European equity markets are a mixed bag this morning ahead of the European Central Bank (ECB) meeting this afternoon.
Investors are still a little concerned about rising bond yields, as they offer an attractive alternative to stocks. It is likely that volatility will be low in the run-up to the ECB update.
Barclays posted a better-than-expected first-quarter pre-tax profit, but a fine from the US Department of Justice (DoJ) sent the bottom line into a statutory loss. Profits were £1.7 billion, with analysts expecting £1.4 billion. The bank set aside £400 million for the mis-selling of payment protection insurance, and took a hit of £1.4 billion on account of the DoJ fine in relation to toxic mortgages pre-credit crisis. The common equity tier (CET1) ratio slipped to 12.7% from 13.3%, which suggests a slightly weaker balance sheet, but that was partially due to the enormous DoJ fine. The stock has been in an upward trend since November, and should it continue it could target 220p.
Royal Dutch Shell shares have been hit by profit-taking after the company posted its best quarterly profit in over three years. The oil giant stated that first-quarter profit jumped by 42%, as higher prices and production levels fuelled the strong earnings. The stock is a touch lower this morning, but a lot of the good news was already priced in. Earlier this week the stock was trading above 2,600p – the same level it was at when the underlying oil market was north of $100 per barrel in 2014.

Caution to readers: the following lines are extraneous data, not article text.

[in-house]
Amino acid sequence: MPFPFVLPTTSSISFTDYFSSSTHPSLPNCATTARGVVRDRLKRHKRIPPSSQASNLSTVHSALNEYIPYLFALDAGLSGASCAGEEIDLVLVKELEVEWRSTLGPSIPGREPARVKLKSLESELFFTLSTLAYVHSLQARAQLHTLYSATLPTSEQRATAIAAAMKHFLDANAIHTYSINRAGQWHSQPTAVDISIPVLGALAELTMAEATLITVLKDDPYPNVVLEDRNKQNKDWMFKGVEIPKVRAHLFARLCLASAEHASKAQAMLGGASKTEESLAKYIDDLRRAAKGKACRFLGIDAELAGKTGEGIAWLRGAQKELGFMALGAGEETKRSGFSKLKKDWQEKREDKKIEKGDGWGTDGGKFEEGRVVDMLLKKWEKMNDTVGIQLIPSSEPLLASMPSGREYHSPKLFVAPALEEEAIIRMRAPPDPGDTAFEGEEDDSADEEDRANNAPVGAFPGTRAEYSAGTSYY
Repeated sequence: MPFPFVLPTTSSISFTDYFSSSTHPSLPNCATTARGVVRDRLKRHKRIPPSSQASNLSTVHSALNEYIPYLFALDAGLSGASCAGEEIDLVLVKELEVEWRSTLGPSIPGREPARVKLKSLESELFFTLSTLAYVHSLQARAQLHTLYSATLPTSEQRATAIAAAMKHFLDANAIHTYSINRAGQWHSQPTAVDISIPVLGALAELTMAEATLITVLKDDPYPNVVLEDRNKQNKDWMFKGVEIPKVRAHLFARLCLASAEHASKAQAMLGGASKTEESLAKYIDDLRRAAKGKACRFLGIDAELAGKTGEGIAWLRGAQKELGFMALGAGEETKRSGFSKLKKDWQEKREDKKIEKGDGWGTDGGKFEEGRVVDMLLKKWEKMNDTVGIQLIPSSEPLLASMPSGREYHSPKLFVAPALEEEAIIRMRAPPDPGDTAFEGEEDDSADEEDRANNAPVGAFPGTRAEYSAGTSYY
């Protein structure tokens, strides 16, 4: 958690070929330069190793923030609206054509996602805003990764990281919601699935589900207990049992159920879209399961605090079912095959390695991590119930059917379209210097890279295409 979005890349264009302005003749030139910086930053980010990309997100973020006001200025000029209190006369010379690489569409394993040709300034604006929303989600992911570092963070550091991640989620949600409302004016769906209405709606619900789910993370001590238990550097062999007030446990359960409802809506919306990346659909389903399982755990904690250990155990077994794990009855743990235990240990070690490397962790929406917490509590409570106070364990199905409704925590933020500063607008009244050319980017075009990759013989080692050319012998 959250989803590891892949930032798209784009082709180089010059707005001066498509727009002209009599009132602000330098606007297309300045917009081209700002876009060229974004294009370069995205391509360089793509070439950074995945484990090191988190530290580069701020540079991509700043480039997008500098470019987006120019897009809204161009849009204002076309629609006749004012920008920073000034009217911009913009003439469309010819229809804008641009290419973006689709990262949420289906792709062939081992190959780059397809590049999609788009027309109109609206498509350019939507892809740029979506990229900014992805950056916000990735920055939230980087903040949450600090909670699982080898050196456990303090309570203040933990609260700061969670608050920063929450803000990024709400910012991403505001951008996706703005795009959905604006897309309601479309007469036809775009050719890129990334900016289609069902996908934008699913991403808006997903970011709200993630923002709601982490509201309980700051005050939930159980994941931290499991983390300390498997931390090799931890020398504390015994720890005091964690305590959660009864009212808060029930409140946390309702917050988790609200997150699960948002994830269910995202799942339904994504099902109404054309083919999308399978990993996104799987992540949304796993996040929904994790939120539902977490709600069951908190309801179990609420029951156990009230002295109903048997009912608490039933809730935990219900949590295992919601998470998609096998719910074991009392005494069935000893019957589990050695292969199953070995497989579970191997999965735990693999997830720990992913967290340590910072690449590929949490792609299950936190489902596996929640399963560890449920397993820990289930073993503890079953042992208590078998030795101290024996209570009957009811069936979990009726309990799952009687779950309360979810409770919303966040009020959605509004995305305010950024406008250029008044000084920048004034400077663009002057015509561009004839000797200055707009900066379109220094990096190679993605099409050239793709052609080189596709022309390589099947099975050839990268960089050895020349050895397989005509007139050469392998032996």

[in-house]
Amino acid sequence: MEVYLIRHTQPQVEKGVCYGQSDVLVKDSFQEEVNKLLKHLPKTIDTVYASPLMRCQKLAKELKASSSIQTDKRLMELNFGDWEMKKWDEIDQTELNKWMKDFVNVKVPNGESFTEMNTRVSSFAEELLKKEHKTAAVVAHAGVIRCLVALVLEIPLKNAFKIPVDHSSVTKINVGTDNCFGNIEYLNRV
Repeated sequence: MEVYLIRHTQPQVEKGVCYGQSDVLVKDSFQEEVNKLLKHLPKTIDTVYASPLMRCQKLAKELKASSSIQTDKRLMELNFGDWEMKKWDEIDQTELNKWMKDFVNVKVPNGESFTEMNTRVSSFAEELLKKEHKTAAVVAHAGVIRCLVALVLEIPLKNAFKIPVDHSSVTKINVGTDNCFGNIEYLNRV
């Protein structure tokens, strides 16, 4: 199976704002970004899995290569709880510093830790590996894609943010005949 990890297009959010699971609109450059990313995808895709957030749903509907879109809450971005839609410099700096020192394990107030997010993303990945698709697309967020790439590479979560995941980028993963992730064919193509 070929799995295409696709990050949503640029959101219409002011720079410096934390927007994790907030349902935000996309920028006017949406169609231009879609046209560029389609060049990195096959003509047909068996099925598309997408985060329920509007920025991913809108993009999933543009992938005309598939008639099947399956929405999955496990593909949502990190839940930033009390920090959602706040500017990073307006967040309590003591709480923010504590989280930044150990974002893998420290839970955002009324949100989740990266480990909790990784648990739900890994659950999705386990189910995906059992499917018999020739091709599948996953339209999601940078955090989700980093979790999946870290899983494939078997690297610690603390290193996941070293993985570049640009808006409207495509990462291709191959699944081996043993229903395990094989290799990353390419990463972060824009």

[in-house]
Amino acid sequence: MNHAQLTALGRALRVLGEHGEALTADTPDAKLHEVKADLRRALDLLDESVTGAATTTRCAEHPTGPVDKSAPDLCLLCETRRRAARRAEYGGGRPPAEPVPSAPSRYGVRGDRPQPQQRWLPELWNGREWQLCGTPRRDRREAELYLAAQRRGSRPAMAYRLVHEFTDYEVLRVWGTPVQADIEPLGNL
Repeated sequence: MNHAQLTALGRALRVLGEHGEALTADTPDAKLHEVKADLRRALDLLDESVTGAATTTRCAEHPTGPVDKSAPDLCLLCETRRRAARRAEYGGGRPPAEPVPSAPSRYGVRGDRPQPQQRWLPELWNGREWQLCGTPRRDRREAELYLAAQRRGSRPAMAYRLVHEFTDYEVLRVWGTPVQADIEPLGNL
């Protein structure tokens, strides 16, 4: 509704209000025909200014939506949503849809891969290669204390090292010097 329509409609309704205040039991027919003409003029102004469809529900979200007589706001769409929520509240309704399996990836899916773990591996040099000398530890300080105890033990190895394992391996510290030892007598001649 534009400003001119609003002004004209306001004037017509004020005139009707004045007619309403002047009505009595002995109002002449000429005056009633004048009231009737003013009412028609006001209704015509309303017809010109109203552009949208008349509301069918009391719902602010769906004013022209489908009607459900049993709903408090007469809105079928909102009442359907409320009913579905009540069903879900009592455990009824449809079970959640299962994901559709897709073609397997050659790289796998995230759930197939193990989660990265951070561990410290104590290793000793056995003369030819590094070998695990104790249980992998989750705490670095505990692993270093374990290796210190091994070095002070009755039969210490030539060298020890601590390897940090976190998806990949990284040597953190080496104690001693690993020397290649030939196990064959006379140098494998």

Deutsche Bank revealed a sizeable fall in profit, and missed expectations. First-quarter profit fell by 79% to €120 million, while the consensus was for €376 million. Revenues from asset management, corporate and investment banking were all down. The bank reiterated its plans to reduce the size of the organisation and trim the headcount. The stock is a touch higher this morning, but at the beginning of the month was at a 17-month low, which highlights the poor sentiment.
EUR/USD is off its six-week low as short covering has lifted the currency pair. The German GfK consumer confidence report came in slightly above estimates, and that helped the single currency. The reading was 10.9, while economists were expecting 10.8, and that added to the bullish move in the euro.
At 12.45pm (UK time) the ECB interest-rate announcement will be released, and traders aren’t expecting much from the meeting. The press conference at 1.30pm (UK time) will take more of the focus. The single currency has been losing ground recently, and seeing as a softer euro helps the eurozone in terms of exporting, Mario Draghi, the ECB chief, would rather keep the currency weak.
We are expecting the Dow Jones to open up 17 points at 24,100 and we are calling the S&P 500 up 5 points at 2644.
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